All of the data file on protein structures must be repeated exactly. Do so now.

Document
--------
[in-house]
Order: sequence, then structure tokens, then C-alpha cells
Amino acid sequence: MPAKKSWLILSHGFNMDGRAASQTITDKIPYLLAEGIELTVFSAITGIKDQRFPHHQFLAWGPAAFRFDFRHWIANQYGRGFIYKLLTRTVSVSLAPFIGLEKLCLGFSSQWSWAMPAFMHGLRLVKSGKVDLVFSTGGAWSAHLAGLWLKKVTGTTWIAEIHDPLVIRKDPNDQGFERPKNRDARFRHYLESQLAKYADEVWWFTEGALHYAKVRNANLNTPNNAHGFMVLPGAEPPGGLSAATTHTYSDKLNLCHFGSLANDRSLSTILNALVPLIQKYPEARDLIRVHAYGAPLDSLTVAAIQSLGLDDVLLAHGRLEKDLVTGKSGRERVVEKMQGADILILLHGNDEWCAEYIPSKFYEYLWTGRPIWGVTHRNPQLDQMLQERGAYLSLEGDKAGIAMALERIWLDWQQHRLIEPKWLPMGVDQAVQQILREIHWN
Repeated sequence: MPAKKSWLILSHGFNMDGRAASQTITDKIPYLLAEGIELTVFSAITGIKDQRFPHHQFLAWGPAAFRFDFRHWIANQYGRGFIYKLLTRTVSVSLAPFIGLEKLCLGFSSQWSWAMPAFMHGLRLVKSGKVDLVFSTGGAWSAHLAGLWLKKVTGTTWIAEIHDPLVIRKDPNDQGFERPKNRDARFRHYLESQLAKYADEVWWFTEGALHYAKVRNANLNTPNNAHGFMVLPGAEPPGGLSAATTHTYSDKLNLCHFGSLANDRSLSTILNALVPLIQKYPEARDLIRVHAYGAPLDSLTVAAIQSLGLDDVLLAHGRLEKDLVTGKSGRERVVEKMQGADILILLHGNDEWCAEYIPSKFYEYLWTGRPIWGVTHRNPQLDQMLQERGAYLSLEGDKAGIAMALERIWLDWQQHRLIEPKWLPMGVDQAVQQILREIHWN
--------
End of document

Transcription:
[in-house]
Order: sequence, then structure tokens, then C-alpha cells
Amino acid sequence: MPAKKSWLILSHGFNMDGRAASQTITDKIPYLLAEGIELTVFSAITGIKDQRFPHHQFLAWGPAAFRFDFRHWIANQYGRGFIYKLLTRTVSVSLAPFIGLEKLCLGFSSQWSWAMPAFMHGLRLVKSGKVDLVFSTGGAWSAHLAGLWLKKVTGTTWIAEIHDPLVIRKDPNDQGFERPKNRDARFRHYLESQLAKYADEVWWFTEGALHYAKVRNANLNTPNNAHGFMVLPGAEPPGGLSAATTHTYSDKLNLCHFGSLANDRSLSTILNALVPLIQKYPEARDLIRVHAYGAPLDSLTVAAIQSLGLDDVLLAHGRLEKDLVTGKSGRERVVEKMQGADILILLHGNDEWCAEYIPSKFYEYLWTGRPIWGVTHRNPQLDQMLQERGAYLSLEGDKAGIAMALERIWLDWQQHRLIEPKWLPMGVDQAVQQILREIHWN
Repeated sequence: MPAKKSWLILSHGFNMDGRAASQTITDKIPYLLAEGIELTVFSAITGIKDQRFPHHQFLAWGPAAFRFDFRHWIANQYGRGFIYKLLTRTVSVSLAPFIGLEKLCLGFSSQWSWAMPAFMHGLRLVKSGKVDLVFSTGGAWSAHLAGLWLKKVTGTTWIAEIHDPLVIRKDPNDQGFERPKNRDARFRHYLESQLAKYADEVWWFTEGALHYAKVRNANLNTPNNAHGFMVLPGAEPPGGLSAATTHTYSDKLNLCHFGSLANDRSLSTILNALVPLIQKYPEARDLIRVHAYGAPLDSLTVAAIQSLGLDDVLLAHGRLEKDLVTGKSGRERVVEKMQGADILILLHGNDEWCAEYIPSKFYEYLWTGRPIWGVTHRNPQLDQMLQERGAYLSLEGDKAGIAMALERIWLDWQQHRLIEPKWLPMGVDQAVQQILREIHWN